Activists in the Catatumbo region have fallen victim to recent death threats and intimidation efforts by a neo-paramilitary group beginning to emerge in the area, according to human rights reports and witness testimony.
Jhony Ovalho, a farmer in the northern Colombian state of Norte de Santander, claims he was walking on his land when he was accosted by a group of unidentified armed men.
The strangers, who later claimed to be part of the “Aguilas Negras” (Black Eagles) neo-paramilitary organization and wore the black, eagle-crested uniforms consistent with the group’s usual description, reportedly blindfolded Ovalho and brought him to the top of a nearby mountain, where he was interrogated inside a campsite.
Ovalho was eventually released, reportedly because his name did not appear on a list the group had in its possession, but not before having live rounds shot at his feet. The man Ovalho perceived to be the group’s commander led him to believe that the list, reportedly five pages long, contained the names of various prominent social organizers involved in ongoing negotiations with the government.
Catatumbo was the site of long, intense demonstrations throughout much of the past summer, as farmers blocked roads in protest of the government’s coca eradication program, which they say is unfair and indiscriminately destroys entire crops. Ongoing negotiations eventually brought an end to nearly two months of protests, which featured heavy clashes between the government and protesters and left several farmers dead.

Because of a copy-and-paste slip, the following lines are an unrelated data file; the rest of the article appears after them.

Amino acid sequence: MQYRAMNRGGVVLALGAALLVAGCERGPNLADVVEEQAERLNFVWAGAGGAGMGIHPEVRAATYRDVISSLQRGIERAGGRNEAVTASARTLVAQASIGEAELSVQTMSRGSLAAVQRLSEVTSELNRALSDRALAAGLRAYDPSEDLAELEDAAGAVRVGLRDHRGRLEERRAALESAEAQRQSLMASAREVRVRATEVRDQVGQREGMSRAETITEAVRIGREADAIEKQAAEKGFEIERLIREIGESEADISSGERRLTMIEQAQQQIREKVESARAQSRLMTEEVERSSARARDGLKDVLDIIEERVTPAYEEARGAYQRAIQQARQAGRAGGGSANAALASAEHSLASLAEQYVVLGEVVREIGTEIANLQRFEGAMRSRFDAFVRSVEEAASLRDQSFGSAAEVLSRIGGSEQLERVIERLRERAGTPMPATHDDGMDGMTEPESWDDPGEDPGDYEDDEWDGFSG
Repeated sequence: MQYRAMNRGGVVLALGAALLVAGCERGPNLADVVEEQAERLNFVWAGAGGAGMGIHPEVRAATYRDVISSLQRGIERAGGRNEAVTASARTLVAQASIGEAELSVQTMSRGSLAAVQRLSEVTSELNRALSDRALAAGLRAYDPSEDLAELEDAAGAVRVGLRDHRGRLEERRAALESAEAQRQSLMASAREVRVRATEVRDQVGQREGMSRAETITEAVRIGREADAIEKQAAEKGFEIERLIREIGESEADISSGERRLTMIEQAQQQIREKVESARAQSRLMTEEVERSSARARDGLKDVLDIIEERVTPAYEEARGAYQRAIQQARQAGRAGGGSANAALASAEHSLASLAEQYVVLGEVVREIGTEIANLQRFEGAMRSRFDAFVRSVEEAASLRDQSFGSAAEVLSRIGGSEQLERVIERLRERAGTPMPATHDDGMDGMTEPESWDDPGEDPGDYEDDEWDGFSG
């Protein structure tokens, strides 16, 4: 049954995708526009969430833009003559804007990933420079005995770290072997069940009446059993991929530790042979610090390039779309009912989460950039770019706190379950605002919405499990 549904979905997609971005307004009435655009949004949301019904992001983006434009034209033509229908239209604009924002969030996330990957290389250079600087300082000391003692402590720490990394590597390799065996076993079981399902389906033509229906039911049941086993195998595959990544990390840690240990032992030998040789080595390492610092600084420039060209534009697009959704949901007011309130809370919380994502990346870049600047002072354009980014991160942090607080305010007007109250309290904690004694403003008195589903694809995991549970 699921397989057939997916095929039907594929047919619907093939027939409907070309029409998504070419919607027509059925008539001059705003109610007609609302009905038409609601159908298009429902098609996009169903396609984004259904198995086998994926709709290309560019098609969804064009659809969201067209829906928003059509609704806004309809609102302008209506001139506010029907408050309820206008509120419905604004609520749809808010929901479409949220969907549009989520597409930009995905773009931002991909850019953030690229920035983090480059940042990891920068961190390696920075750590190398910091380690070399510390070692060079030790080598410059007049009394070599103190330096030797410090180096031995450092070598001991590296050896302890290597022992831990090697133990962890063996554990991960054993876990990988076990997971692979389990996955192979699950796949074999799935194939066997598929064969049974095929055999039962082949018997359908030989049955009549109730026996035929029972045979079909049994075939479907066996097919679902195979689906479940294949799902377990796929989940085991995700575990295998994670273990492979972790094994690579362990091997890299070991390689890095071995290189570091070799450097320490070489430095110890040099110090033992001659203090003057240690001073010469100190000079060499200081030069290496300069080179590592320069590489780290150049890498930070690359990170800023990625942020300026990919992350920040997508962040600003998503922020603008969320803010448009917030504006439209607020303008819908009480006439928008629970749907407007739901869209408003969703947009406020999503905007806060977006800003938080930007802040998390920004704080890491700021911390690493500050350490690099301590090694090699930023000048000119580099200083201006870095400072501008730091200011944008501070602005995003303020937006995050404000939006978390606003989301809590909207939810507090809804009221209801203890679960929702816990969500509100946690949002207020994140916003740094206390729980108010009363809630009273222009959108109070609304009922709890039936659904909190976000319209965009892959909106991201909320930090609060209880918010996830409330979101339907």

According to Congressman Ivan Cepeda, threats had been made against farm workers in the form of graffiti but never in person.
In an interview with Colombia Reports, Cepeda indicated that this is the first time neo-paramilitaries have shown a physical presence in “quite some time”.
“Understand, this is a region in which the military is very active,” said Cepeda, who publicly denounced the incident Wednesday. “That is perhaps the most curious and troubling part of all this. Where are the soldiers, and how did the paramilitaries get there with no one noticing?”
Catatumbo, he explained, is what is called a “consolidation zone,” an area the United States and Colombian governments have targeted for military stabilization and the development of social infrastructure.
“Too Early For Accusations”
“It is too early for any accusations,” said Cepeda, “but it is very strange to see paramilitaries active in an area with so many soldiers.”
The government, he said, “has a responsibility to protect organizers from these kind of threats, especially in the middle of negotiations. Safety must be a guaranteed part of any dialogue with the government.”
Cepeda will be meeting later today and tomorrow with other government officials to discuss what is being done to protect civilians and investigate paramilitary activity.
The negotiations, which began in mid-August, have yet to produce any formal agreement. Protesters are asking the government to suspend its use of pesticides, and subsidize the transition away from coca cultivation, which they claim is the only profitable form of agriculture in a region long dominated by drug cartels.
- Interview with Ivan Cepeda
- Catatumbo Campesino Association human rights report